“Game officials on average earned almost $150,000 in 2011. Prior to the start of the lockout, we proposed a 7-year deal that would have increased average game official’s compensation more than 7 percent to just over $161,000 in 2012, and further increase that average to more than $189,000 by 2018. In addition, we have offered a generous defined contribution retirement plan, with average contributions of $16,500 in 2012, increasing to more than $22,300 per game official by 2018. Officials also receive numerous other benefits, including severance equal to one year’s game fees and postseason bonus, a period of guaranteed ‘time off’ from the end of the season through mid-May of each year, first-class air travel, and
partial reimbursement for medical insurance for officials who do not have insurance through their other jobs.”

Hey if they can pry more out, great, but I am not feeling sorry for them either.

I will say their opposition to extra reffing crews is troublesome to me and sounds like they don't want to be held accountable.

09-25-2012, 05:29 AM
Not sure why the owners wouldn't want concussion experts at each game ... ?

welsh texan
09-25-2012, 07:03 AM
Not sure why the owners wouldn't want concussion experts at each game ... ?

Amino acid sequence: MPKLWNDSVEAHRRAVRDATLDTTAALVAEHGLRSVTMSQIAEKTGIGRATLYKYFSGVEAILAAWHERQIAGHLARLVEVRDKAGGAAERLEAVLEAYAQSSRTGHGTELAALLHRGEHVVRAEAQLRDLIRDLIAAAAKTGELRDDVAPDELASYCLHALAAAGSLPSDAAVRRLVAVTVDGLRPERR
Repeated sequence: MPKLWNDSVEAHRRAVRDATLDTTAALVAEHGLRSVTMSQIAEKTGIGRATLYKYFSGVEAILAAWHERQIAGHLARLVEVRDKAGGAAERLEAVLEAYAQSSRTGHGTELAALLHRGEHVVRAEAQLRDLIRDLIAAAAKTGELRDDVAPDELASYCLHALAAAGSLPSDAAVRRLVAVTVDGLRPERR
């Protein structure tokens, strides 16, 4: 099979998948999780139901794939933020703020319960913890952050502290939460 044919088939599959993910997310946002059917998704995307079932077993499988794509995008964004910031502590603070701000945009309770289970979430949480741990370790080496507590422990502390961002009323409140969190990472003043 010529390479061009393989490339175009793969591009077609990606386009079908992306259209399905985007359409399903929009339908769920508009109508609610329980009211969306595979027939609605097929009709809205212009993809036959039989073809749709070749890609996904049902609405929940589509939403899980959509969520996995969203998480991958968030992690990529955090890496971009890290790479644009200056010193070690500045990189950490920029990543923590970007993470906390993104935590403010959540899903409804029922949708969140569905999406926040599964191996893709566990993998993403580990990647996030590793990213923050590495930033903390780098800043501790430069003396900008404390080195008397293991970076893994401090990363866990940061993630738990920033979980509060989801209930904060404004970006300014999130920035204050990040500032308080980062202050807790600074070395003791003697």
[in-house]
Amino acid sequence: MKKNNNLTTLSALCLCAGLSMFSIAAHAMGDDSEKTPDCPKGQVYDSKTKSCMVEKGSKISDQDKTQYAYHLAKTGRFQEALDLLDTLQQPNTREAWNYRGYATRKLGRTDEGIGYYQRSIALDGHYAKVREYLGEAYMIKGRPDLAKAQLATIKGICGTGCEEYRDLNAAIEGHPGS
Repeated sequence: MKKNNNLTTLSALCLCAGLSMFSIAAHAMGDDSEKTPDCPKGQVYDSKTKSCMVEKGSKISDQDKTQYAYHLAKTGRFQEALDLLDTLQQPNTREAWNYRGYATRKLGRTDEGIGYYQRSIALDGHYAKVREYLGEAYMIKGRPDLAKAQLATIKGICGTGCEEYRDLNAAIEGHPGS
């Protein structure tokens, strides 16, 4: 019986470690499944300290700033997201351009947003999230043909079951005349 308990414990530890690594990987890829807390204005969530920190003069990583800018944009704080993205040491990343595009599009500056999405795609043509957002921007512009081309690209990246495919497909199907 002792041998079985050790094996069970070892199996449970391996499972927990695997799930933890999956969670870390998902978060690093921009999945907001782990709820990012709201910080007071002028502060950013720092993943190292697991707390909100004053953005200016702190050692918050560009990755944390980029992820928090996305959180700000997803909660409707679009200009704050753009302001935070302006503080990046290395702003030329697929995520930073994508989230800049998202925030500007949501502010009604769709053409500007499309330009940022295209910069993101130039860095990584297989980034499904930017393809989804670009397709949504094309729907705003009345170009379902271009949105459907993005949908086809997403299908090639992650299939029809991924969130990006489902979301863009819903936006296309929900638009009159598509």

Because if a concussion expert is stood there and suddenly starts telling them all these guys are concussed and shouldn't play the negative to the money making machine is two-fold;

They do not have their star players in the game because the concussion experts refuse to let them back in

They lose upper ground in whatever cases are currently going through court claiming historical concussion injuries require compensation due to their previous negligence (firstly, if they need a concussion expert now, they clearly needed it then, secondly, the possibility that the number of demonstrable concussions going on in the game could grow exponentially).

All around, its a lot better for the NFL to let a physician who's on a teams payroll act in the interest of a team (making it far harder to pull a guy due to concussion) than it is to give them expert and independent care during games which could cause them a huge cost in court.

It isn't morally correct, but who here was thinking when Schaub came back in "Gosh, I hope they made the right decision in letting him back in the game so soon when he may be concussed", and who, as a fan, was thinking "Gosh, our billy big balls QB just dusted himself off and got back out there, thats a lot better than relying on our #2 QB to see us through this game".

I know I was in the second camp without the consequences even crossing my mind during game time.

This whole concussion issue has the potential to finish the sport off IMO, if it is proven that they're putting their longevity in danger out there, it won't be long before the lawsuits outweigh the revenue, and either the league will fold or the game will change beyond recognition. Worrying times, we all want to see the players healthy, but none of us would want to see that affect our own teams chance of success.